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Note Taking

I finished up another notebook this week. I am in about 9-12 meetings a week and find that with the many varying tasks and projects that come my way, notebooks are a great way to stay sane. They, along with a unique pen that is easy to keep up with, are a great way to keep up with meetings and keep great notes.

Because I am a little OCD I use the same black notebooks – having bought several of them at one time a year or so ago. I am a little different than a recent post by one of my organization heros Michael Hyatt who gives some great advice in the post, the lost art of note taking, in that I review my notebook after every meeting, transferring items into outlook using the GTD Outlook add-on.

The key for me is that I write down as much about the meeting as I can (filtering out stuff that just does not matter). In order to do this here are some things I practice. Be sure to check out Hyatt’s above post for other great stuff.

1. I write down key words, not entire ideas. This makes my post-meeting review essential. Filtering takes time. I have been attending the same basic meetings with a similar core group for 2-3 years so I have come to a better place with that.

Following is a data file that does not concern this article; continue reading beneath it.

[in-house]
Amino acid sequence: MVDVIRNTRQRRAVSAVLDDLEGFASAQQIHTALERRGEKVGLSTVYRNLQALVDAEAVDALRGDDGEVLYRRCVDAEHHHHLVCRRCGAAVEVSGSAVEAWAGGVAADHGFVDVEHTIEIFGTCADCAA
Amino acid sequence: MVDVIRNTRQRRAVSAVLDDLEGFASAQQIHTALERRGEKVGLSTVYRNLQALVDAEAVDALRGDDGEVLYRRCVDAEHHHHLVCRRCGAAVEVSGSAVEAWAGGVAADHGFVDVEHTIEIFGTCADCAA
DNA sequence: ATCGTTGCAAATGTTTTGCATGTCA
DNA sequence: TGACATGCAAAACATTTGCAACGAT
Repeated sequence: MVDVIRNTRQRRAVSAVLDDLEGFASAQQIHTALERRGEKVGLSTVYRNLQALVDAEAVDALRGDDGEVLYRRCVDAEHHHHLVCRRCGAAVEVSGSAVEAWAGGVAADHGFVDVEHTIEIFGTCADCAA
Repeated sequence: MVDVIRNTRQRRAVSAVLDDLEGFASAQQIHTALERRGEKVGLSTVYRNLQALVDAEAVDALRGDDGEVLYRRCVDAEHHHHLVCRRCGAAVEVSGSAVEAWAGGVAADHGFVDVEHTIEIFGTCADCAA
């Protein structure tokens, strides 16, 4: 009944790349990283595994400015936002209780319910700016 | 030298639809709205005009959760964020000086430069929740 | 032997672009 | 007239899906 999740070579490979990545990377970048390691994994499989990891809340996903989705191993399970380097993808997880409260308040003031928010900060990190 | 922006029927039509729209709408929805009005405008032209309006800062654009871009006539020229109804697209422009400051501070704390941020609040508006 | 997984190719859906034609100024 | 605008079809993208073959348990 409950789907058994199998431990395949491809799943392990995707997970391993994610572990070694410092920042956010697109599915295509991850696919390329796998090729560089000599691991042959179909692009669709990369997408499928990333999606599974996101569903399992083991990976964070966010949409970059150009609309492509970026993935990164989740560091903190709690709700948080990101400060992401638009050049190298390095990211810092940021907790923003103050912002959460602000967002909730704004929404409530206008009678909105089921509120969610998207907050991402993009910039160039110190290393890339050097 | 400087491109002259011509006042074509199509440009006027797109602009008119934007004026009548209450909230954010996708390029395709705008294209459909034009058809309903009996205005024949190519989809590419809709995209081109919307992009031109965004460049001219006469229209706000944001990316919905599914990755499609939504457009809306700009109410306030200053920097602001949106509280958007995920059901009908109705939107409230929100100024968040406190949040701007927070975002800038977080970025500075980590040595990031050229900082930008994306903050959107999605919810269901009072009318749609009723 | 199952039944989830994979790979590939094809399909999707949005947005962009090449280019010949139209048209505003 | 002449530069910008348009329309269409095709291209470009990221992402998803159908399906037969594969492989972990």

2. I circle action items. If it an action item that I will handle I simply circle it, if I will be delegating it – I circle it and then draw a line outside the circle and write a name.

3. Many of my meetings are in regards to our weekend services at Seacoast Church. Because there are 10 campuses, up to 3 hours away, that need to know this information as soon as possible it is essential to provide accurate summaries of these meetings in digital form. To help with this, we have an online discussion board (we call it the Creative Blog for simplicity though not really a blog per se’) that I put these notes on. This serves as a log, so I don’t need to keep a paper-trail as Hyatt does.

4. When a page has been "blogged" or entered into Outlook, I rip it out. When a notebook is out of paper I throw it away.

Seems like simple stuff and really is, but knowing that all unprocessed notes are in one place is truly a stress relieving and highly productive state to be in.

What are some ways that you stay sane?

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Filed under: Leadership Principles